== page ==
a kind of reverse sense. The sheer absence of civilian counter pressures encourages the military to set up a full-blooded military oligarchy; on the other hand, the sheer invulnerability of the military leaves this as a matter of choice, not of necessity.45
The fact remains that "all the countries with a 'low' political culture present to outer appearance similar features, irrespective of how high or low they are in the scale of this category;1,46 that is, they exhibit either displacement or complete supplantation although the reasons for this difference vary from country to country. The Nigerian society exhibits most of the characteristics of low political culture, obviously by the rate at which the military intervenes in the country's politics. The Nigerian society, from every indication, shows the signs of feebleness even in the face of continued military intimidation, and military onslaught on the news media.
The Nigerian military has become fond of imposing itself on the society against the will of the people, but the civilian governments in Nigeria always mess up their opportunity. The military usurpers have denied the people
Ibid., p.119.
Finer, S.E., The Man on Horseback: The Role of
the Military in Politics. 1988, p.119.

the freedom to choose their leaders. The military has also worked very hard to keep the society politically disfranchised; hence the country lacks the ability to challenge the oppression exhibited by continuous military regimes. The remainder of this chapter is devoted to the application of the theories of military intervention to Nigeria's situation.
The Application of Theories of Political Disposition or Supplantation in Nigeria
The rationale for military intervention that is based on the manifest destiny of the soldiers, has been invoked by the armed forces in Nigeria in all the completed overthrows of governments, and in all aborted coups. Even so, has the military been legitimized to intervene based on those occasions? Probably not. However, when the question is, have Nigerian soldiers ever been called upon by the society to "save" the nation from further political and economic destruction being caused by a sitting regime, be it a military or civilian regime, the apparent answer is, yes. In January, 1966, the first coup occurred due to a nearly anarchic situation in the country, and serious unchecked political events, including public outcry. On

another occasion, in July, 1975, General Gowon's regime was toppled following public outcry for a change in government policies. And on January 3, 1984, President Shagari's government was overthrown following public charges of corruption and ineptness, and the list goes on.47
One thing all military regimes in Nigeria have had in common is that they always start by claiming to have come in to give the country a new lease on life and with a plan for a better direction and purpose than the previous regime ... they come to "save" the country from further political disintegration. But, has any of the several regimes succeeded in achieving this objective? No.
They always end up making the same mistake the previous administration was accused of, and eventually they fall victim to another military replacement.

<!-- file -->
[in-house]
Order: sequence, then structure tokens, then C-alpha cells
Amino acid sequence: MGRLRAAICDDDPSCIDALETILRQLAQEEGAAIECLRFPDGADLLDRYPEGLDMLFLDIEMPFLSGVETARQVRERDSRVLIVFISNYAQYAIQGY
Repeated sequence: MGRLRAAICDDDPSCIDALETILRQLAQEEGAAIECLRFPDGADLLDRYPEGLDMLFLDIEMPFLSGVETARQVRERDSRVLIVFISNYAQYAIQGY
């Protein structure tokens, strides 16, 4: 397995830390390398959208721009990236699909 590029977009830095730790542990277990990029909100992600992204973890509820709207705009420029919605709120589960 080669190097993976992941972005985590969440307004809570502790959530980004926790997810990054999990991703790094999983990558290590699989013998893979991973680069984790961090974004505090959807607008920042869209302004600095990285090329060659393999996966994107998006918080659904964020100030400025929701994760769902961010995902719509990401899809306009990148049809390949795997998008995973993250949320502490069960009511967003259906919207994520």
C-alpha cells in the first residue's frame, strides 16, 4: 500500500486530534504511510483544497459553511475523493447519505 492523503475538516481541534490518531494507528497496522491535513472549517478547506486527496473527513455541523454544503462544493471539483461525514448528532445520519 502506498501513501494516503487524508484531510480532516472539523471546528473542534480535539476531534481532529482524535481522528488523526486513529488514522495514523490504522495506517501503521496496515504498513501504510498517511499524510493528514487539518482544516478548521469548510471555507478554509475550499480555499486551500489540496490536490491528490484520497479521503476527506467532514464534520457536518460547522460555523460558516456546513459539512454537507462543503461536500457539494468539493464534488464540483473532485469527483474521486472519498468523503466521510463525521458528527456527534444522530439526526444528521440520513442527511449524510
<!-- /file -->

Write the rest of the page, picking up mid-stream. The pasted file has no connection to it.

Banks, Arthur S. et al., Political Handbook of the World: 1990,(Nigeria). July 1, 1990, P.475.

The Nature of Military Rule in Nigeria ... Testing the Theories.
Finer's theory on the classification of military regimes suggests that it is not easy to classify any military government because, sometimes, the military regime is simply regarded as a set of techniques applied by the military to carry out its policies, rather than a political or constitutional structure. The three broadly
distinguished types of military regimes are listed thus:
(1) the military regime under indirect rule. This type of regime is said to rule through civilian government, which takes constitutional responsibilities, but the military determines the policies by blackmailing the civilian government from the corner.48
(2) The second type of military regime is under a dual rule. In a dual-rule type of regime, the military rule is one part and the civilian organization is another, yet the ruling Oligarchy or Autocrat is at the head of both.49
(3) And third, a direct-rule military regime. In this
48 Odetola, Theophilus Olatunde, Military Politics In Nigeria: Economic Development and Political Stability. 1978, P.2.
49 Ibid, p. 2 .

case, the military itself assumes total responsibility, although it may well appoint a civilian cabinet to carry out its policies at various levels.50
Nigeria has maintained a direct type of military regime. The composition of Nigerian military regimes has always been headed by an Army General and Military Ruling Council (whatever name the ruling armed force chooses to call itself), military governors, and cabinet ministers comprising civilians and military personnel. The Military Ruling Council in Nigeria usually allots strategic positions such as the ministry of defense, intelligence and security posts to military personnel. Such posts as
ministers of education, finance, mines and power, agriculture, and sports are most often given to civilians. Therefore, Nigerian military regimes with this cabinet composition are definitely practicing a type of Direct Military Rule.51
According to Theopilus 0. Odetola, the author of Military Politics in Nigeria, many schools of thought have